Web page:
It’s clear that subliminal racism by white people can add up and is just as bad as someone saying it straight to their face. When she was younger, she also felt like she was something boys would like to experiment with because of the colour of her skin rather than wanting to be in a serious relationship. They would often say things like “you’re actually pretty for a black girl”, which she never took as a compliment, but rather as an insult. She also said that her boyfriend who is white didn’t see racism in Ireland until he started dating her.
In Ireland, racism might not be as direct as it may be in the likes of America, but it is still present. She said that she feels more comfortable in bigger cities where the black community is more present rather than in more rural parts of Ireland where she finds she could be the only black person in a village or small town and therefore often feels more anxious going there. Although she feels more comfortable in bigger cities, she said she would still get abuse shouted at her walking from college in Dublin, simply because of the colour of her skin. Even with already stressful things such as job interviews or CV’s, she said, “sometimes I make my CV look or sound more white because I’m conscious that employers can be racist.” She also mentioned that if she was to work in an office, she would never think of wearing braids to an interview because it makes her look more unprofessional than others.
Already working as a nurse on placement in a nursing home, the job sometimes entails elderly patients giving abuse to nurses, but she said in her case, it’s mostly racist remarks that are made. She said that “someone can have dementia and forget everything, but they will still remember to call you a n*****, even when you’re trying to take the best care of them.”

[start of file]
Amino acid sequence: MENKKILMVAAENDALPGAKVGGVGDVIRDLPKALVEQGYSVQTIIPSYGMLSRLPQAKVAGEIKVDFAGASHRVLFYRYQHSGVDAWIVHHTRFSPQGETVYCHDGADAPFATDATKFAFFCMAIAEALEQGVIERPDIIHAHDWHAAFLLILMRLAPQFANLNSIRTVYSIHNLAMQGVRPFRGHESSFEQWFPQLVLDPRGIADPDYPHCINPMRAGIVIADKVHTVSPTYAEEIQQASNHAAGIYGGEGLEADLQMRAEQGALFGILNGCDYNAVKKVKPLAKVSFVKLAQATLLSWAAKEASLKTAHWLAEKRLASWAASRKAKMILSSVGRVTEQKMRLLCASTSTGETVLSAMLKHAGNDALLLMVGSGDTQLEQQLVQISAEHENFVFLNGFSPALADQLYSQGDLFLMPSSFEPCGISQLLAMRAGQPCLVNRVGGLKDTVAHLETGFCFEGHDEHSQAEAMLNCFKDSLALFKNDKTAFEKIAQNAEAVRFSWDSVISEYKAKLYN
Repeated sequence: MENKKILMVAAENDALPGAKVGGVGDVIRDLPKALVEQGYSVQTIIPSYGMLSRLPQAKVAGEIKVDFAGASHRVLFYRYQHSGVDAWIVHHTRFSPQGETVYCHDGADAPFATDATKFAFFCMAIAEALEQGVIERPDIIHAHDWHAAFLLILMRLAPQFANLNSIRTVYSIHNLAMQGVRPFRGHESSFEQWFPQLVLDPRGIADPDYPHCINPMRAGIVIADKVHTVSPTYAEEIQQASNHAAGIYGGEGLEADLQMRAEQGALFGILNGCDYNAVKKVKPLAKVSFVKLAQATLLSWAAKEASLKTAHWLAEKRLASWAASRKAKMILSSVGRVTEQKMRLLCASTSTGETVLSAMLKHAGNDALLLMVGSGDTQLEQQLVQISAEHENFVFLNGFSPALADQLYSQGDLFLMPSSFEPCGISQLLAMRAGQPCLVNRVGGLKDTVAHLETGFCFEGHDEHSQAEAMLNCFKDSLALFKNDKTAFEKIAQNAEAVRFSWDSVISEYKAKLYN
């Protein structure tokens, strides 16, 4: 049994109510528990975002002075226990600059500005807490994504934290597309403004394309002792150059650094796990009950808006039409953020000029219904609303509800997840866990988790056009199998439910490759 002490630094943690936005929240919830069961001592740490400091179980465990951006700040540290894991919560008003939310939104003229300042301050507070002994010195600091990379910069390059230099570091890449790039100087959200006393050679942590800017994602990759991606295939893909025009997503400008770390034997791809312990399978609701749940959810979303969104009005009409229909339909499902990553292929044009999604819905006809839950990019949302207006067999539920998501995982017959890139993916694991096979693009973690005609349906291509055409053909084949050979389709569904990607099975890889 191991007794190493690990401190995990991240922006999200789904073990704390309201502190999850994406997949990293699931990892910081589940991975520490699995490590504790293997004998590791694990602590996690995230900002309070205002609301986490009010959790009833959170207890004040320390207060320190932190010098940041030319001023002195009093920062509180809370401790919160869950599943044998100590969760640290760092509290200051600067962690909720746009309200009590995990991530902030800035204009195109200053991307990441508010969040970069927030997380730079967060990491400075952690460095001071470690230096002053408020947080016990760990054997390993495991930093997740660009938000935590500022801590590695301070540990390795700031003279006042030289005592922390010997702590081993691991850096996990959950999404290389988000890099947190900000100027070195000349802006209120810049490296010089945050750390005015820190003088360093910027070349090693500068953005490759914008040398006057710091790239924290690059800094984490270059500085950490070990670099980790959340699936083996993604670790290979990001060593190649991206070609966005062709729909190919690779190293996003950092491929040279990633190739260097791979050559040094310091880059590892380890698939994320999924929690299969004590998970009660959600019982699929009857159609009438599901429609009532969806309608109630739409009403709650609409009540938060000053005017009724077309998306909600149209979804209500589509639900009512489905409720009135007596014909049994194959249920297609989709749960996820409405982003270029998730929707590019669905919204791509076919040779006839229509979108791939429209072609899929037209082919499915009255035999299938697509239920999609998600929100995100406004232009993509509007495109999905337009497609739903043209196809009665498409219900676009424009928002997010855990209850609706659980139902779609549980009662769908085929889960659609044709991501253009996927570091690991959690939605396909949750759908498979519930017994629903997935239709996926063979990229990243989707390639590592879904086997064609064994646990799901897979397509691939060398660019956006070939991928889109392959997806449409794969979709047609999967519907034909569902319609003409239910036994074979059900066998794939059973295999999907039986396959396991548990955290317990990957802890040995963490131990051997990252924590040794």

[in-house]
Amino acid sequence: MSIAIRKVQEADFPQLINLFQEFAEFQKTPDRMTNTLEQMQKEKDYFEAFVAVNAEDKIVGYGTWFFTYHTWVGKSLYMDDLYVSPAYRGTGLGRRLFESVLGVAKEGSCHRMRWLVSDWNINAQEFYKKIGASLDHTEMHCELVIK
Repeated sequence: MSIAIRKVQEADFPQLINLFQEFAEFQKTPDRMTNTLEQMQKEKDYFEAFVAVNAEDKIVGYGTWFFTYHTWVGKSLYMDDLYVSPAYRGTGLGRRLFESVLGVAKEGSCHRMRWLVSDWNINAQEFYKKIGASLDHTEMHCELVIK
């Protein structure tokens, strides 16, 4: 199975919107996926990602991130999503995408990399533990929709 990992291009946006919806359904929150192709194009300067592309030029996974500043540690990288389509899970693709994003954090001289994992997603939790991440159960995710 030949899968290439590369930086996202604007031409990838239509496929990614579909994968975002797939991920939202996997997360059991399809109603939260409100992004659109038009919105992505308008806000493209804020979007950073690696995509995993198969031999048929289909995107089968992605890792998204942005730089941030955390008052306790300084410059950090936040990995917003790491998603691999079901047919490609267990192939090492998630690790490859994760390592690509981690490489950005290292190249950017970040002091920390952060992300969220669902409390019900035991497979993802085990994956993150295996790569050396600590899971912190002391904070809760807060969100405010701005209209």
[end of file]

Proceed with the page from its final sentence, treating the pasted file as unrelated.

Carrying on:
Summing up and talking about what we should learn from the movement, she said that for her racism is “not being comfortable in your own skin because some people don’t make you comfortable in it” and that we should all be especially aware of subliminal racism, as it’s easily missed by white people and therefore hard to stop.
Most of us would be unaware of some of the things she faced and does because of the colour of her skin and that’s because as white people we never had to think, and that shows exactly what white privilege is. As Ebun Joseph, module coordinator of the first Black Studies programme in Ireland, talking to Irish Tatler said, “We have to say, I believe you. Maybe I don’t understand it, but I believe it”.
We need to take action and stop ignoring what black people are facing just because we never experience it. It’s time to call out racist comments in our friend groups, work, school, college and educate ourselves and really listen in order to create lasting change and help be better allies in the fight against racism.
Image Credit: Flickr
If you wish to donate to help the Black Lives Matter Movement in Ireland:
Irish Network Against Racism: INAR is a national network of diverse Civil Society Organisations committed to combating racism and all related forms of discrimination in every sphere of life in Ireland.
Sport Against Racism Ireland: Sport Against Racism Ireland is an anti-racist not for profit organisation founded in Dublin in July 1997 ‘as a direct response to the growth of racist attacks from a small but vocal section of people in Ireland.